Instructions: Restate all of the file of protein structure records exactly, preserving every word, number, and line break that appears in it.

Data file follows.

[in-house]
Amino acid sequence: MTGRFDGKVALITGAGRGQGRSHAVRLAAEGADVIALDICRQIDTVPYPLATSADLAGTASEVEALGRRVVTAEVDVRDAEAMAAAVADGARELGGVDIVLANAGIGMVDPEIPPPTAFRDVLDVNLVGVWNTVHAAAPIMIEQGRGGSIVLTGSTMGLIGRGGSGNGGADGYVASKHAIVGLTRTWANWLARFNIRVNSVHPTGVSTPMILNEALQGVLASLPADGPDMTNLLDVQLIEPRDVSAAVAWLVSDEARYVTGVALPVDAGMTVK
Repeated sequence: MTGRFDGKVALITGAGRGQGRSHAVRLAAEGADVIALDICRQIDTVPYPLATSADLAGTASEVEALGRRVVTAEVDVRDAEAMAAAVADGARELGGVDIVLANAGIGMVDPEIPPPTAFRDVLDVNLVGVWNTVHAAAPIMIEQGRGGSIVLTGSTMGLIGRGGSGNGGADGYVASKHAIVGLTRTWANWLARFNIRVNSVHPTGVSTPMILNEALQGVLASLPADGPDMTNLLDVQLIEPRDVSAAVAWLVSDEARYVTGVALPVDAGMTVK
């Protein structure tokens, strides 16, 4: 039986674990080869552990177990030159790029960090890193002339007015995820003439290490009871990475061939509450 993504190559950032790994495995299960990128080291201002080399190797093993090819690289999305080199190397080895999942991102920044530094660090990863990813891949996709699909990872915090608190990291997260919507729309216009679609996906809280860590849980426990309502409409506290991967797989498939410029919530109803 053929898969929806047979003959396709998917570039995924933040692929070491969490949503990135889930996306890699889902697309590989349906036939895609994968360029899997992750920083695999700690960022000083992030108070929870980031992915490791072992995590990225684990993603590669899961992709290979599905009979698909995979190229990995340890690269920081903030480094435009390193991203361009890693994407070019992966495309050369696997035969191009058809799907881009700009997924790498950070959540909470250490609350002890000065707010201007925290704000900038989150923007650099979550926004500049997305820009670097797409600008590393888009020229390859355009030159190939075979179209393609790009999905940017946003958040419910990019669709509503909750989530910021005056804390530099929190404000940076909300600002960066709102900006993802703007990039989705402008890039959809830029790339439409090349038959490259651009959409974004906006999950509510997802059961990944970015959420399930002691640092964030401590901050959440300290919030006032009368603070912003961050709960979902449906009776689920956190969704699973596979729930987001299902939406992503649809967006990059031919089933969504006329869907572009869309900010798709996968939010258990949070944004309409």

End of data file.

[in-house]
Amino acid sequence: MTGRFDGKVALITGAGRGQGRSHAVRLAAEGADVIALDICRQIDTVPYPLATSADLAGTASEVEALGRRVVTAEVDVRDAEAMAAAVADGARELGGVDIVLANAGIGMVDPEIPPPTAFRDVLDVNLVGVWNTVHAAAPIMIEQGRGGSIVLTGSTMGLIGRGGSGNGGADGYVASKHAIVGLTRTWANWLARFNIRVNSVHPTGVSTPMILNEALQGVLASLPADGPDMTNLLDVQLIEPRDVSAAVAWLVSDEARYVTGVALPVDAGMTVK
Repeated sequence: MTGRFDGKVALITGAGRGQGRSHAVRLAAEGADVIALDICRQIDTVPYPLATSADLAGTASEVEALGRRVVTAEVDVRDAEAMAAAVADGARELGGVDIVLANAGIGMVDPEIPPPTAFRDVLDVNLVGVWNTVHAAAPIMIEQGRGGSIVLTGSTMGLIGRGGSGNGGADGYVASKHAIVGLTRTWANWLARFNIRVNSVHPTGVSTPMILNEALQGVLASLPADGPDMTNLLDVQLIEPRDVSAAVAWLVSDEARYVTGVALPVDAGMTVK
């Protein structure tokens, strides 16, 4: 039986674990080869552990177990030159790029960090890193002339007015995820003439290490009871990475061939509450 993504190559950032790994495995299960990128080291201002080399190797093993090819690289999305080199190397080895999942991102920044530094660090990863990813891949996709699909990872915090608190990291997260919507729309216009679609996906809280860590849980426990309502409409506290991967797989498939410029919530109803 053929898969929806047979003959396709998917570039995924933040692929070491969490949503990135889930996306890699889902697309590989349906036939895609994968360029899997992750920083695999700690960022000083992030108070929870980031992915490791072992995590990225684990993603590669899961992709290979599905009979698909995979190229990995340890690269920081903030480094435009390193991203361009890693994407070019992966495309050369696997035969191009058809799907881009700009997924790498950070959540909470250490609350002890000065707010201007925290704000900038989150923007650099979550926004500049997305820009670097797409600008590393888009020229390859355009030159190939075979179209393609790009999905940017946003958040419910990019669709509503909750989530910021005056804390530099929190404000940076909300600002960066709102900006993802703007990039989705402008890039959809830029790339439409090349038959490259651009959409974004906006999950509510997802059961990944970015959420399930002691640092964030401590901050959440300290919030006032009368603070912003961050709960979902449906009776689920956190969704699973596979729930987001299902939406992503649809967006990059031919089933969504006329869907572009869309900010798709996968939010258990949070944004309409």